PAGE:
IOWA CITY, Iowa — Iowa's depth chart, printed in the media guide given out at Saturday's media day, might as well not even exist for the offensive line.

Right now, it looks this way — Cole Croston at left tackle, Boone Myers at left guard, Sean Welsh at center, James Daniels at right guard and Ike Boettger at right tackle.

But if one of those guys gets injured, all of the sudden offensive line coach Brian Ferentz starts becoming a puzzle maker.

It's not as simple as the other positions on the depth chart, Ferentz said. In his mind, there are five guys for five spots, and if one gets injured, it's No. 6 going in, and let the shuffling commence.

"You're never going to have 10 guys," Ferentz said. "You just can't have a two-deep and say, 'If the right guard goes down, you're the second-team right guard, you go in.' It's not like playing quarterback. 'You're the second quarterback. Go in.'

"'You're the sixth lineman, go in.' Now we have to make this right. We have to find the best spot."

The pieces seem to fit.

  • Welsh has started 23 games in two seasons, playing guard and tackle before moving to center this spring.
  • Daniels was in line to be the center before injuries kept him out of spring practice, after playing guard and tackle last season.
  • Myers was a starting tackle last season, but had injury issues last season..
  • Croston played left and right tackle.
  • Boettger can play both tackle spots, and move inside if need be.

"I think that's very big, especially if a guy goes down or something," Boettger said. "A guy coming in can play both positions — I think we saw that last year some. Guys like me and Boone went down, and other guys stepped in and played those positions."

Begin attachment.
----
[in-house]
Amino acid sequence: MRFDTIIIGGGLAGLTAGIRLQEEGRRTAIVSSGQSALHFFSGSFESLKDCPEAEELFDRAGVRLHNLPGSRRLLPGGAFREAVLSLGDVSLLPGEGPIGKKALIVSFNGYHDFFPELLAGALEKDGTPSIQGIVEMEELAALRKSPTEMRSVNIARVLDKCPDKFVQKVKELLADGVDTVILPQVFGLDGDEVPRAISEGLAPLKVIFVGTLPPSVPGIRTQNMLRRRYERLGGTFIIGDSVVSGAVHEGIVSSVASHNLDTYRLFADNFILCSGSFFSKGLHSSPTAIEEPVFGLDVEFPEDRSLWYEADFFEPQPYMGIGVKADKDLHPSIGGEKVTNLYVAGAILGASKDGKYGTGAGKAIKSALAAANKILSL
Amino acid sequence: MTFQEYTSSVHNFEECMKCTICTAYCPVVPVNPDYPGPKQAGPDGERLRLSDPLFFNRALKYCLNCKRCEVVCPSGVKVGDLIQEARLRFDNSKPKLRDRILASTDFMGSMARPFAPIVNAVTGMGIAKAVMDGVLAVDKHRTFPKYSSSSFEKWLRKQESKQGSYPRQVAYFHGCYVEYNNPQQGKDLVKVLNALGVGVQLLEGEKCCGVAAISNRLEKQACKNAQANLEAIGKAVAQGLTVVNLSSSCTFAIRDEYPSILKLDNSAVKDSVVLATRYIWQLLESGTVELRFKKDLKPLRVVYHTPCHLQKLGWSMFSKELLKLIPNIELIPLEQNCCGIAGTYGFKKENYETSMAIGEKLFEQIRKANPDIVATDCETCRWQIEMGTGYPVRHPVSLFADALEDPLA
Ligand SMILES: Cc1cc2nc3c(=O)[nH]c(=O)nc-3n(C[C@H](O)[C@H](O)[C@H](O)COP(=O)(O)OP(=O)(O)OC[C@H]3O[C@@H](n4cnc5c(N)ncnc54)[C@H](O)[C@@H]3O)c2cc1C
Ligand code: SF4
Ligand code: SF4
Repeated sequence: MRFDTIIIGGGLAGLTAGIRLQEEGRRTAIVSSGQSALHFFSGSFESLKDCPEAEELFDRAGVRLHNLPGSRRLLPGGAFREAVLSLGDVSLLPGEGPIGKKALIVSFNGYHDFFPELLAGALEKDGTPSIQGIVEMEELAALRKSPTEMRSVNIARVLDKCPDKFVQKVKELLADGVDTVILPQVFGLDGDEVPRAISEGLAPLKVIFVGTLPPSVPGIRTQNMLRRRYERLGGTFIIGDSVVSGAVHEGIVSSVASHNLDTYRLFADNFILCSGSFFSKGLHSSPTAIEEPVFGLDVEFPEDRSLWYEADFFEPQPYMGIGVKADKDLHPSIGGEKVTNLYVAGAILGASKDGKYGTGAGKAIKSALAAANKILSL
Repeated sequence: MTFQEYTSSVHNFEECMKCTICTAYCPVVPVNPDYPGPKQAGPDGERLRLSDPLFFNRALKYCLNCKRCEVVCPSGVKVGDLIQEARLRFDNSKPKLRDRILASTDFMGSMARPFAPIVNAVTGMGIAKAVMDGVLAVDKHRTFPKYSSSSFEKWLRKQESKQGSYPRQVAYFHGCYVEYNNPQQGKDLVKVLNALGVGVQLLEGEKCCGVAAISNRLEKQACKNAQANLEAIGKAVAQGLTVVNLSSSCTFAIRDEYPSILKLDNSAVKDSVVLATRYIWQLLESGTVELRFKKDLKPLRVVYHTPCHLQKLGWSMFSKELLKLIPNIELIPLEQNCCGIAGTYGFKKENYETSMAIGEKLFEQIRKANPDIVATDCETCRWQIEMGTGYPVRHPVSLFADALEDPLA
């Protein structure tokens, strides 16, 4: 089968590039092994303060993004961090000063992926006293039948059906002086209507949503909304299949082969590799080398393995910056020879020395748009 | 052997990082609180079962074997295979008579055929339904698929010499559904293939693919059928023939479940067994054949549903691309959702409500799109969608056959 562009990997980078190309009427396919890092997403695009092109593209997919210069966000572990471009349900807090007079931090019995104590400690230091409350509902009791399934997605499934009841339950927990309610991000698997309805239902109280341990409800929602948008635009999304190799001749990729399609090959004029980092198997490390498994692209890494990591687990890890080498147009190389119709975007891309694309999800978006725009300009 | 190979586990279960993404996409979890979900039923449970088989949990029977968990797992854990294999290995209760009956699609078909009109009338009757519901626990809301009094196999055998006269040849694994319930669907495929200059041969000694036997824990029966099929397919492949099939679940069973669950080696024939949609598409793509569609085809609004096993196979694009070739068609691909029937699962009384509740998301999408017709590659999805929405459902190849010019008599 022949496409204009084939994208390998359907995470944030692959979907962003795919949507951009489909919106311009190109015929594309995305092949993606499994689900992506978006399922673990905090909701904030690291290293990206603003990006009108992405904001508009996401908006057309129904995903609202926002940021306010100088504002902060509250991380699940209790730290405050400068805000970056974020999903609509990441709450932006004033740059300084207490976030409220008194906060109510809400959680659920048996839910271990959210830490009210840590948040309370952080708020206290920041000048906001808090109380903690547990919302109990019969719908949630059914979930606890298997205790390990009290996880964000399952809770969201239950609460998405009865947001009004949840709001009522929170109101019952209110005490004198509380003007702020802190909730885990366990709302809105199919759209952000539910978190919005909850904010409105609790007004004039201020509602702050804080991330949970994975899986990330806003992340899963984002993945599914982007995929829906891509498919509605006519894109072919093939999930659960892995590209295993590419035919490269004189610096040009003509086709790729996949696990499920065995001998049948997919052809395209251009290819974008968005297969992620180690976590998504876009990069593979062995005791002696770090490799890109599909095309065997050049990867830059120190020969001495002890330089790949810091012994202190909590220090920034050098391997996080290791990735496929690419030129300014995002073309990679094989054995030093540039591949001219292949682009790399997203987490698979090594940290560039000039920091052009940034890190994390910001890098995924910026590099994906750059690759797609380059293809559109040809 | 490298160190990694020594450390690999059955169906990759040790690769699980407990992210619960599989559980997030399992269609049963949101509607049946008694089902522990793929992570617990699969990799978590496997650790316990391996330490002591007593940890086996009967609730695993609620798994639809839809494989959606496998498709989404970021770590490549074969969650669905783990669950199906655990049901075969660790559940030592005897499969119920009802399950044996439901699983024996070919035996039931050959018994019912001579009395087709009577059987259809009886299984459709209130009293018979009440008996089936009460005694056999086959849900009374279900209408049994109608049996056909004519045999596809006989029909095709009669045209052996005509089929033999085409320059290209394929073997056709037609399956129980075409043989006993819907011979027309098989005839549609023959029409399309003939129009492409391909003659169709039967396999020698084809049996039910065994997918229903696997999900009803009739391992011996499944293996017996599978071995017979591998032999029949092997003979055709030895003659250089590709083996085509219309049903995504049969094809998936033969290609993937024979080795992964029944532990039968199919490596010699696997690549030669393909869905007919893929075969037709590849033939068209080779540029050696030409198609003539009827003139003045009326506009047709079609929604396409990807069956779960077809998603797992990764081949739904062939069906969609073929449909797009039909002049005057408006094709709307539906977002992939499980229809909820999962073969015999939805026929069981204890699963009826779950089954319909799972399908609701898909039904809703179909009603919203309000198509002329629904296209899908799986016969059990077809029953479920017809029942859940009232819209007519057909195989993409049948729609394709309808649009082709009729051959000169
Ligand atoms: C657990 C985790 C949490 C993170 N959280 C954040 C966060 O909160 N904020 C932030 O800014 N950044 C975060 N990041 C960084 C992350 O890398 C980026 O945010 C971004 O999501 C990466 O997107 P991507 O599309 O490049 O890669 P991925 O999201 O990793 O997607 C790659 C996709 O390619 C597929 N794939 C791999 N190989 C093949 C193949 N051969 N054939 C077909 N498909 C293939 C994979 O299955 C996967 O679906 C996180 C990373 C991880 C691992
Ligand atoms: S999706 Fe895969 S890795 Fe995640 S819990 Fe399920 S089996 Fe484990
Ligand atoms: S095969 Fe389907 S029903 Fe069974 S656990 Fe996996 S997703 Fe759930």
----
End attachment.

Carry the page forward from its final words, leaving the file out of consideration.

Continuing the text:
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"Boone started 10 games at left tackle," Daniels said. "And he can play left guard. He can play right guard. Same thing with Ike — he can play every position. I think it makes our offensive line versatile. And that's good, in case something happens."

"I think it's extremely important," Croston said of the depth. "We have guys go down all of the time. You can't predict injuries. If a right tackle goes down, it's nice to have a guy at guard switch out to tackle. A guy at center go to guard. It's very fluid.

"It's nice to have. Yeah, very nice."

That's why, Ferentz said, he tries players at different position. Keegan Render would be No. 6 on the depth chart, Ferentz said, but his best fit would be at guard.

"We need versatility up front," Ferentz said. "And we need guys to be able to cross-train, do different things."

"You just never know how it's going to go," Iowa coach Kirk Ferentz said. "We have some good experience right now in our group, and then secondly, we've got versatility. We have guys that can move around. Cole can go left or right, for instance. Ike has played inside as well as tackle, Boone Myers obviously did that same thing, while Sean Welsh has played guard, center, tackle.

"So when you have flexibility like that, that really helps you because typically during the course of the season, at least last year was a great illustration, we had a lot of moving parts whole football team injury-wise. If your better players can be versatile then it gives you a chance to put younger players in and just kind of keep them in one spot, which I think that helps a lot sometimes."

It helps that there is good chemistry along the line.

"We've been together for a few years now," Croston said. "We've been together for a while, and we've had younger guys step up."

ESPN analyst Ed Cunningham ranked Iowa's offensive line as the best in the nation, and when asked about that, Brian Ferentz chuckled.

"I know who Ed Cunningham is. But he didn't come to spring practice. And he hasn't been around yet this fall," he said, smiling. "I'm flattered, and I hope all of our players are flattered. I take it as a great compliment to what the 2015 line did. I say it has no bearing on what the 2016 line does."

Brian Ferentz knows he may have to put another puzzle together.

"We're going to start the season with the five best ones we have, and the five best spots we can get them in," he said. "But the minute that changes, you might see five different spots, because that sixth guy might be different than that fifth guy was, and all of the sudden you're shuffling. And that's the hard part.

"So when you have guys who can play multiple positions, it makes that easier to do."

This article was written by John Bohnenkamp from The Hawk Eye, Burlington, Iowa and was legally licensed through the NewsCred publisher network.